Photo/Illutration (Illustration by Mitsuaki Kojima)

returning home the old plum blossoms again
--Angela Giordano (Avigliano, Italy)

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the cherry blossoms
the smiles--
yet the talk of the (c)old war
--T.D. Ginting (Murakami, Chiba)

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My hometown…
no more old classmates
plum blossoms
--Satoru Kanematsu (Nagoya)

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ancient heroes
only spring cares for the flowers
on their graves
--Eugeniusz Zacharski (Radom, Poland)

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Kashmir spring…
apple boughs
bow down with blossoms
--Amrutha Prabhu (Bengaluru, India)

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old crab apple
at the core
pink blossoms
--Meghan Elizabeth Jones (Calgary, Alberta)

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a long slender fern
sorrow of the widow’s curls
Petrova Gora
--Ljiljana Dobra (Sibenik, Croatia)

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sweet peas
extremely fat
green aphids
--C.X. Turner (Birmingham, United Kingdom)

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forgotten purple
irises waiting
by the bridge
--Sherry Reniker (Kent, Washington)

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my little girl
drops her hoola hoop
at rainfall
--Noel King (Tralee, Ireland)


a thorn pulled out
of the Christ’s crown
--Luciana Moretto (Treviso, Italy)

The haikuist observed Good Friday. In Milan, Italy, Eufemia Griffo alluded to the belief that following his crucifixion Jesus Christ was buried in a rock cave, named the garden tomb by Protestant worshippers. Horst Ludwig marked a sign of the cross on the Day of Ashes.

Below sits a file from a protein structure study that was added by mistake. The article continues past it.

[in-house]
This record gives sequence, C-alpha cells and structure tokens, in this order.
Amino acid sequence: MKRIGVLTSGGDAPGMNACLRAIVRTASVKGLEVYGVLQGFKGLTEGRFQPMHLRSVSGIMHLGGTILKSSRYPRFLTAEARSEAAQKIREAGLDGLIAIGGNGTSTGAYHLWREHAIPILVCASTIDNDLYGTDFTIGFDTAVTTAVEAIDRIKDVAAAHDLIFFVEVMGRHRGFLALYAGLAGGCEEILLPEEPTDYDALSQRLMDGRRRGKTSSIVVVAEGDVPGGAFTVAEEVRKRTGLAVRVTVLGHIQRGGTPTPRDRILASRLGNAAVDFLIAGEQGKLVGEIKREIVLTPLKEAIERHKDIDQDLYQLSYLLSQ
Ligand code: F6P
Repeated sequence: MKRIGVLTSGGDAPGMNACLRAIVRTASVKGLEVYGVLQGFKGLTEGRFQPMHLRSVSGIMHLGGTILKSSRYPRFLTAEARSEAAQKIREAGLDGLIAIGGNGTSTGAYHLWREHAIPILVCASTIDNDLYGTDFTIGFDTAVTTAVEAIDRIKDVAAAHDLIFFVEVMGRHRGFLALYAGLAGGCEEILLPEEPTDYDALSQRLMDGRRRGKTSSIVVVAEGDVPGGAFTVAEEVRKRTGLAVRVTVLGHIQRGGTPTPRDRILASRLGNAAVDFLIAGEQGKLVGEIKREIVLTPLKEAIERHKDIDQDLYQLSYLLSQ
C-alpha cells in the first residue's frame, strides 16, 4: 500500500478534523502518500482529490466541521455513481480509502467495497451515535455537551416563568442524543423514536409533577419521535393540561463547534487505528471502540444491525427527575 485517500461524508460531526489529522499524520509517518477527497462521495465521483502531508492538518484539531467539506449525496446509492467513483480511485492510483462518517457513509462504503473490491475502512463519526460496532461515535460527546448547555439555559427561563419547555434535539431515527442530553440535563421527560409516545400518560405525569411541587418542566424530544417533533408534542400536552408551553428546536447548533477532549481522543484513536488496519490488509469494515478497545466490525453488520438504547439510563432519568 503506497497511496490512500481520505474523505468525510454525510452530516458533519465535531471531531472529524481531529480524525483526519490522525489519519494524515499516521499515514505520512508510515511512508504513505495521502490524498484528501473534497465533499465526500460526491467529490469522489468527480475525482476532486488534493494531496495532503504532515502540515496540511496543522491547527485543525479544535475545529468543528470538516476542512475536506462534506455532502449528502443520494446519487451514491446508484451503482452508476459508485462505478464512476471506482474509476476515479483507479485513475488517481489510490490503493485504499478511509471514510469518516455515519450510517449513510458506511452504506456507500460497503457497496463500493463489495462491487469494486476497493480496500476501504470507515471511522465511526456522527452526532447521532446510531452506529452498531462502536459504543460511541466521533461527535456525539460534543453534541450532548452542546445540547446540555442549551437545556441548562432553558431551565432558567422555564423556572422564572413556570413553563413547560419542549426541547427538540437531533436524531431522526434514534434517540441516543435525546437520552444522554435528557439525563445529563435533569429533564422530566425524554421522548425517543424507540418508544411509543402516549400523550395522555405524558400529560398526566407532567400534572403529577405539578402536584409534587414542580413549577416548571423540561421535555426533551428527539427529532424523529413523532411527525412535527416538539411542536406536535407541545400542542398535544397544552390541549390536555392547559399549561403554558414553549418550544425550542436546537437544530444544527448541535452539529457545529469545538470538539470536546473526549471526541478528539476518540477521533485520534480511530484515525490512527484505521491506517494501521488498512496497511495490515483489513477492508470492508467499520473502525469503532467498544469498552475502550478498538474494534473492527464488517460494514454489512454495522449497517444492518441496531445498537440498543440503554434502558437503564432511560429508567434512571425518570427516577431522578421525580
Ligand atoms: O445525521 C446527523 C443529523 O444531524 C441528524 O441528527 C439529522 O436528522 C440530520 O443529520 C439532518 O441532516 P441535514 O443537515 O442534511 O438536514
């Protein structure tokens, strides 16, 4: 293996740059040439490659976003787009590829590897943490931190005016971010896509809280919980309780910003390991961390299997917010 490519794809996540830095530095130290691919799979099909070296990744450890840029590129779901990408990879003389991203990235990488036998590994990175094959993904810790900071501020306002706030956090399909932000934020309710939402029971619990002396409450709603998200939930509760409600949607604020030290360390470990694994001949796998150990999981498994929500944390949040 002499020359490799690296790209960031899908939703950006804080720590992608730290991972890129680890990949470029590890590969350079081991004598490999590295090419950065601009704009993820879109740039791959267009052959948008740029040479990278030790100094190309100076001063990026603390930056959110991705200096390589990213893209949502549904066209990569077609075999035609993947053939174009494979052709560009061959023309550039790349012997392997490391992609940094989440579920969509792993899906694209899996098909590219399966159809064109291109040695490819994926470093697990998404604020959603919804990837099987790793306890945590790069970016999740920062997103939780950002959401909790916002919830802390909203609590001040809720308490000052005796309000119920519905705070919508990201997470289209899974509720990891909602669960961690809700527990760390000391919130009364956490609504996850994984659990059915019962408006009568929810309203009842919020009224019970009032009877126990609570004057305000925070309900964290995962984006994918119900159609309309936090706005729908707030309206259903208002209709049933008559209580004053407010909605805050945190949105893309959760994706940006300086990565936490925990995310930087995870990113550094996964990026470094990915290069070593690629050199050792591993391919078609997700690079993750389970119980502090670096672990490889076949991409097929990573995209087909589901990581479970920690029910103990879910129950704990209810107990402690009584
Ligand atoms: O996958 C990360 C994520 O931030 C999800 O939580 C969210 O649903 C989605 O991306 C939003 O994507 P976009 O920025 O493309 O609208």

temple ruins
a pilgrim’s whispered prayer
sculpted in the rock

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Ash cross
on a world leader’s forehead
gas’s also up

The British poet W.H. Auden (1907-1973) composed “Musée des Beaux Arts,” a 1938 prewar poem that reimagined the painting “Landscape With the Fall of Icarus” by Pieter Bruegel the Elder. In the painting, both a farmer and a ship’s captain disregarded the drowning of a boy whose waxed-feather wings melted when he flew too close to the sun. Here, the poet’s opening three lines refer to the martyrdom of Christ and the human preoccupation with survival.

About suffering they were never wrong,
The old Masters: how well they understood
Its human position: how it takes place

Anne-Marie McHarg sharpened up.

Shivering frosts
Robin in red
Sharpens the landscape

In an 1893 essay referred to as his idle thoughts on literature, Masaoka Shiki (1867-1902) suggested Japanese haikuists were inspired to compose short poems because nature is simpler to write about than human nature. Here’s Kanematsu’s take.

Swallows back
the temple garden open
all the time

Shiki further explained, “To put it in another way, Japanese poets have rarely attempted to celebrate the peace and happiness of our people by considering human society in all its complications and proclivity for change.” Kanematsu invited a Buddhist monk to recite sutras at the family altar.

Young priest talks
’bout his newborn son
joyful spring

Madhuri Pillai pitied the hunted-looking eyes of a hunter. Junko Saeki spotted the two white circles on the back of a tiger’s ears at Ueno Zoo in Tokyo. Writing ekphrastic poems in snowy Joetsu, Niigata Prefecture, Yutaka Kitajima was enticed by Pieter Bruegel the Elder’s (1525-1569) artwork “The Hunters in the Snow.”

owned and sold
the narrative in his eyes...
white tiger

* * *

white tiger
in the snow
only his eyes...

* * *

Snowy hills
talkative Bruegel
calling me

Taking a seat in Nairn, Scotland, Xenia Tran rested at the site of a battle fought on April 16, 1746.